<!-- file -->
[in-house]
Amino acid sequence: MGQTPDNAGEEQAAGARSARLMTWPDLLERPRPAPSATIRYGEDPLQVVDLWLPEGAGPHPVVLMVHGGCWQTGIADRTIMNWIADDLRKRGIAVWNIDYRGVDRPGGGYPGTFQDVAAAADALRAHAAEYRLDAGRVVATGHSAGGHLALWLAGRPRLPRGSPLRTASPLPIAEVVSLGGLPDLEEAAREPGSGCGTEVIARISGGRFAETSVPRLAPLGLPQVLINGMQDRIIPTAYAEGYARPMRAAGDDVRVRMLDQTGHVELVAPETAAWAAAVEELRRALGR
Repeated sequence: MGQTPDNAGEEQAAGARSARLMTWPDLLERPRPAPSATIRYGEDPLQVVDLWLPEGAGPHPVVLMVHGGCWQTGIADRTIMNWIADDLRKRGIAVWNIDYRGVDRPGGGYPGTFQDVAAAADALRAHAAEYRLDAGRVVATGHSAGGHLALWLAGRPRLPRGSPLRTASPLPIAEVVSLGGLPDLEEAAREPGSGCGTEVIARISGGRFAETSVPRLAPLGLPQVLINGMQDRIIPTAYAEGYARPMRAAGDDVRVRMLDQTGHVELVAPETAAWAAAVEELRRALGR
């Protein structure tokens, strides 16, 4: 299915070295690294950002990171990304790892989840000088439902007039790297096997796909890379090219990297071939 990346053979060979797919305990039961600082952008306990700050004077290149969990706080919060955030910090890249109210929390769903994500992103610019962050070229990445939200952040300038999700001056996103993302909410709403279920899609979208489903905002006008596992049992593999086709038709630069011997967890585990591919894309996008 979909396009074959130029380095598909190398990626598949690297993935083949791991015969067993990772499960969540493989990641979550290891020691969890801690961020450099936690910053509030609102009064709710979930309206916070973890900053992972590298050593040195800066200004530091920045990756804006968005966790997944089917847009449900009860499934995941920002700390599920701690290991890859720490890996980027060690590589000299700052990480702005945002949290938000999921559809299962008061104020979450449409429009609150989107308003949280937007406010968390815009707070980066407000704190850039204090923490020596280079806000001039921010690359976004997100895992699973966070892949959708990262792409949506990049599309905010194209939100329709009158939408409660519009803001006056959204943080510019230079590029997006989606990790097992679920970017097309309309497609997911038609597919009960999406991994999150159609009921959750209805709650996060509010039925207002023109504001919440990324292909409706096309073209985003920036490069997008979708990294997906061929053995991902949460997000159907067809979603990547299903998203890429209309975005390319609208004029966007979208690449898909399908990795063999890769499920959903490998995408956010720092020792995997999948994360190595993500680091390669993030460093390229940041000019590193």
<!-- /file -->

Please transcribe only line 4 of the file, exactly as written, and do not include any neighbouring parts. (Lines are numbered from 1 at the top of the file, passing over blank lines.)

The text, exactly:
């Protein structure tokens, strides 16, 4: 299915070295690294950002990171990304790892989840000088439902007039790297096997796909890379090219990297071939 990346053979060979797919305990039961600082952008306990700050004077290149969990706080919060955030910090890249109210929390769903994500992103610019962050070229990445939200952040300038999700001056996103993302909410709403279920899609979208489903905002006008596992049992593999086709038709630069011997967890585990591919894309996008 979909396009074959130029380095598909190398990626598949690297993935083949791991015969067993990772499960969540493989990641979550290891020691969890801690961020450099936690910053509030609102009064709710979930309206916070973890900053992972590298050593040195800066200004530091920045990756804006968005966790997944089917847009449900009860499934995941920002700390599920701690290991890859720490890996980027060690590589000299700052990480702005945002949290938000999921559809299962008061104020979450449409429009609150989107308003949280937007406010968390815009707070980066407000704190850039204090923490020596280079806000001039921010690359976004997100895992699973966070892949959708990262792409949506990049599309905010194209939100329709009158939408409660519009803001006056959204943080510019230079590029997006989606990790097992679920970017097309309309497609997911038609597919009960999406991994999150159609009921959750209805709650996060509010039925207002023109504001919440990324292909409706096309073209985003920036490069997008979708990294997906061929053995991902949460997000159907067809979603990547299903998203890429209309975005390319609208004029966007979208690449898909399908990795063999890769499920959903490998995408956010720092020792995997999948994360190595993500680091390669993030460093390229940041000019590193």